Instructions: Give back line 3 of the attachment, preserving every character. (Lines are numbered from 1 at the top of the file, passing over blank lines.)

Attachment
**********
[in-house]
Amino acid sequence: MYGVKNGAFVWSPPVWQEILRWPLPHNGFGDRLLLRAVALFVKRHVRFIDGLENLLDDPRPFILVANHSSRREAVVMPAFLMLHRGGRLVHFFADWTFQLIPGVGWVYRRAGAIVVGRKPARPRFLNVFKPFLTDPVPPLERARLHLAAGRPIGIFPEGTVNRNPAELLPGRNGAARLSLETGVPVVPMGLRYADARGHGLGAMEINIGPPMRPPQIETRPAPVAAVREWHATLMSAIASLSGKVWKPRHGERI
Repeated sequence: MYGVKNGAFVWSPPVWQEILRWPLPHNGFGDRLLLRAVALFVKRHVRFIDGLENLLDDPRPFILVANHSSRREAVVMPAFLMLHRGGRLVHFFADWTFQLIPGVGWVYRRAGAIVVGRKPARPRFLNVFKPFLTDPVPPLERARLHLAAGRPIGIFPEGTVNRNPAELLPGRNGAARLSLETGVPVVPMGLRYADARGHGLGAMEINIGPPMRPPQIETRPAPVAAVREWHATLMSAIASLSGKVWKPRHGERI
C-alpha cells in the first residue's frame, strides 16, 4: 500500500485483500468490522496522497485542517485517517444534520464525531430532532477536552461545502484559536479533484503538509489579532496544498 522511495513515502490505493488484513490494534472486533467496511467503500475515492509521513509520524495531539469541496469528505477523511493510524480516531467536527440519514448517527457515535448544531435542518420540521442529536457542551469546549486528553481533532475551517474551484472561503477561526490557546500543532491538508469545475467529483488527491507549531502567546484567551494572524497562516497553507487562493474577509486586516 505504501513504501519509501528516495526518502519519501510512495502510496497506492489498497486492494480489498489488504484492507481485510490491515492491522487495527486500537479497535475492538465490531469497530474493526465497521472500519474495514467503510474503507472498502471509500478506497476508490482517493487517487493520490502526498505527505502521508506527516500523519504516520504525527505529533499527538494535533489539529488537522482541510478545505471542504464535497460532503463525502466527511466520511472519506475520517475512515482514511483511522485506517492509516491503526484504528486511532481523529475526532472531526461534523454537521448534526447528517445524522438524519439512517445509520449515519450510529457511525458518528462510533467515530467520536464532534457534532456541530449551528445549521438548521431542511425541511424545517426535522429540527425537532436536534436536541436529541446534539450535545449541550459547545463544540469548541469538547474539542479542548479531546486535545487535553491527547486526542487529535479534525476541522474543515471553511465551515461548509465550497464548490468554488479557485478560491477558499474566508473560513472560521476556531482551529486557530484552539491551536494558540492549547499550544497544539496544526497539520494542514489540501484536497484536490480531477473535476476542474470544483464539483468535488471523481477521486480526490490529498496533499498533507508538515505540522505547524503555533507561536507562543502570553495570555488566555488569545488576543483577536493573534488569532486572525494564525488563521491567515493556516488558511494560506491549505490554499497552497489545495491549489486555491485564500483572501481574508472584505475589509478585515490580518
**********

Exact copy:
Repeated sequence: MYGVKNGAFVWSPPVWQEILRWPLPHNGFGDRLLLRAVALFVKRHVRFIDGLENLLDDPRPFILVANHSSRREAVVMPAFLMLHRGGRLVHFFADWTFQLIPGVGWVYRRAGAIVVGRKPARPRFLNVFKPFLTDPVPPLERARLHLAAGRPIGIFPEGTVNRNPAELLPGRNGAARLSLETGVPVVPMGLRYADARGHGLGAMEINIGPPMRPPQIETRPAPVAAVREWHATLMSAIASLSGKVWKPRHGERI